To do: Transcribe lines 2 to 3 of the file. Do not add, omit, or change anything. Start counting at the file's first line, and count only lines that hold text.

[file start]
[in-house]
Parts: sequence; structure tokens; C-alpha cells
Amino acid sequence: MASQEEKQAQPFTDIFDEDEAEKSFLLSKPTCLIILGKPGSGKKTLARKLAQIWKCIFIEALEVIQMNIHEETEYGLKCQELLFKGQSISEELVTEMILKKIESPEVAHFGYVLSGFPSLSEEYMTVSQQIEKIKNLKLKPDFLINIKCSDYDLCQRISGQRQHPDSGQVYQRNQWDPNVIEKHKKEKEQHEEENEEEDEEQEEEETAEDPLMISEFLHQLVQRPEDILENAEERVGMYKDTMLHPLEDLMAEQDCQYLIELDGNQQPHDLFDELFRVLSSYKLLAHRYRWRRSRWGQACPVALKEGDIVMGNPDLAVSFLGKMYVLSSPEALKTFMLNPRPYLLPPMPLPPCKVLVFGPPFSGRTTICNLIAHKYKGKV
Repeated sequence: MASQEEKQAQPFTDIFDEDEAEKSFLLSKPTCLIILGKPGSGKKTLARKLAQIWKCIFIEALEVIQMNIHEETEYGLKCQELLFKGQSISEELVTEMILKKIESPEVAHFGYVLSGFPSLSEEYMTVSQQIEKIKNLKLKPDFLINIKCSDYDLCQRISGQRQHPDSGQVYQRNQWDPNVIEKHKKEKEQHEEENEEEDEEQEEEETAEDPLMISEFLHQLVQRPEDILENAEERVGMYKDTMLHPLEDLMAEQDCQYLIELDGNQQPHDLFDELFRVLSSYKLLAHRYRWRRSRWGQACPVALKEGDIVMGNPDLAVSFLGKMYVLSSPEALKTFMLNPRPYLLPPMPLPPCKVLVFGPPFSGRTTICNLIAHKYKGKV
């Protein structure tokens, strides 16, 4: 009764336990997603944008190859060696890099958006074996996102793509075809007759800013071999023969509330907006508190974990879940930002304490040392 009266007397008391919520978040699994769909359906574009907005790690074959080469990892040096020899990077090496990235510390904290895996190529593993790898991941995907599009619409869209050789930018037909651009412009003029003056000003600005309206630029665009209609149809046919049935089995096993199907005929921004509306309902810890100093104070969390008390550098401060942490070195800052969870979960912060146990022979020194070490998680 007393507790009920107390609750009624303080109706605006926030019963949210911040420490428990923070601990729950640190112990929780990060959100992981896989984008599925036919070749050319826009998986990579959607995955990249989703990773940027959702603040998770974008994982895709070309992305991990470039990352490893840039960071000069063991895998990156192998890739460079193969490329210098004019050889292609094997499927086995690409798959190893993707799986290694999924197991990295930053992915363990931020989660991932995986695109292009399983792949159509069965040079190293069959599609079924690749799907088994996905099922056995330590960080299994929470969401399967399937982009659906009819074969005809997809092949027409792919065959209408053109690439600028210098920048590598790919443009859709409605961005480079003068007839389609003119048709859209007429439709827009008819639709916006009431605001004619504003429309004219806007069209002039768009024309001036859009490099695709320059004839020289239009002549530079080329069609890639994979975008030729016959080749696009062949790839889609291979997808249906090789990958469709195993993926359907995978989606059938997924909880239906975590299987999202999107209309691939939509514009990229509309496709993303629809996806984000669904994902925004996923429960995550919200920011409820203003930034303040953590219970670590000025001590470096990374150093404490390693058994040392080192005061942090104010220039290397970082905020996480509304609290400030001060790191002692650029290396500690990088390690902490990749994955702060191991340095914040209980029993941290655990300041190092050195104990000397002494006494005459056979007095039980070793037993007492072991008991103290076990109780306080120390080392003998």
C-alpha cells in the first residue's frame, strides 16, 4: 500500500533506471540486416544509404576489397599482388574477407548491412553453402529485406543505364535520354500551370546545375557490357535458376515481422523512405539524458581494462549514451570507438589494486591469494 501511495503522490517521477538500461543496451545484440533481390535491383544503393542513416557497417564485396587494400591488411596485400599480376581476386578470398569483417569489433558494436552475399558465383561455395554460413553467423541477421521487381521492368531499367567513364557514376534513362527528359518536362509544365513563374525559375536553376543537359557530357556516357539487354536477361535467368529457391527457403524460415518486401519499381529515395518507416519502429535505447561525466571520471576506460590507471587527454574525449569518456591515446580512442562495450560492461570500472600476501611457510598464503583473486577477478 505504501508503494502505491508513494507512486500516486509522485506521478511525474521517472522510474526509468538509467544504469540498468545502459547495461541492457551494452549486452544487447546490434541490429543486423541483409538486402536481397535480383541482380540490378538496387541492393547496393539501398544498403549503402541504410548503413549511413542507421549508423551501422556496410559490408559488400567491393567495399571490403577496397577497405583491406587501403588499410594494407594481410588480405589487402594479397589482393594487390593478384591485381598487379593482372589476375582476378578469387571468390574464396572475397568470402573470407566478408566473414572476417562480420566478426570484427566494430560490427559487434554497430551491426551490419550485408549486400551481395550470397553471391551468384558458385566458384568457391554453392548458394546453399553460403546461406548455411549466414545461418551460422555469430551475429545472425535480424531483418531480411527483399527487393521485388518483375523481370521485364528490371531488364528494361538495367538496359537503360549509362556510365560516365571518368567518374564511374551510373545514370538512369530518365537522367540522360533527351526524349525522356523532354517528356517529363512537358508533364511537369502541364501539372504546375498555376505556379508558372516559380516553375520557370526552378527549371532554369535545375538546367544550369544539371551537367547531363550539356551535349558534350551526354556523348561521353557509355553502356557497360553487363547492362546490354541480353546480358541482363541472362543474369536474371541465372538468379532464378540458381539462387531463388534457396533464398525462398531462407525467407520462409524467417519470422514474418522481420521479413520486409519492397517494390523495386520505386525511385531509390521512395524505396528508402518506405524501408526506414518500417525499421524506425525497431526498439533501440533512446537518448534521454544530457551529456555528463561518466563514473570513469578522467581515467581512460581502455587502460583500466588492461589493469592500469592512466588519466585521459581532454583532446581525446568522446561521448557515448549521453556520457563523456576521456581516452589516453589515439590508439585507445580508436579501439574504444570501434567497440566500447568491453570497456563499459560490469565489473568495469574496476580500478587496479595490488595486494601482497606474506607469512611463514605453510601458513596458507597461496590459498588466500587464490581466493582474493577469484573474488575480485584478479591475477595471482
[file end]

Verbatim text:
Parts: sequence; structure tokens; C-alpha cells
Amino acid sequence: MASQEEKQAQPFTDIFDEDEAEKSFLLSKPTCLIILGKPGSGKKTLARKLAQIWKCIFIEALEVIQMNIHEETEYGLKCQELLFKGQSISEELVTEMILKKIESPEVAHFGYVLSGFPSLSEEYMTVSQQIEKIKNLKLKPDFLINIKCSDYDLCQRISGQRQHPDSGQVYQRNQWDPNVIEKHKKEKEQHEEENEEEDEEQEEEETAEDPLMISEFLHQLVQRPEDILENAEERVGMYKDTMLHPLEDLMAEQDCQYLIELDGNQQPHDLFDELFRVLSSYKLLAHRYRWRRSRWGQACPVALKEGDIVMGNPDLAVSFLGKMYVLSSPEALKTFMLNPRPYLLPPMPLPPCKVLVFGPPFSGRTTICNLIAHKYKGKV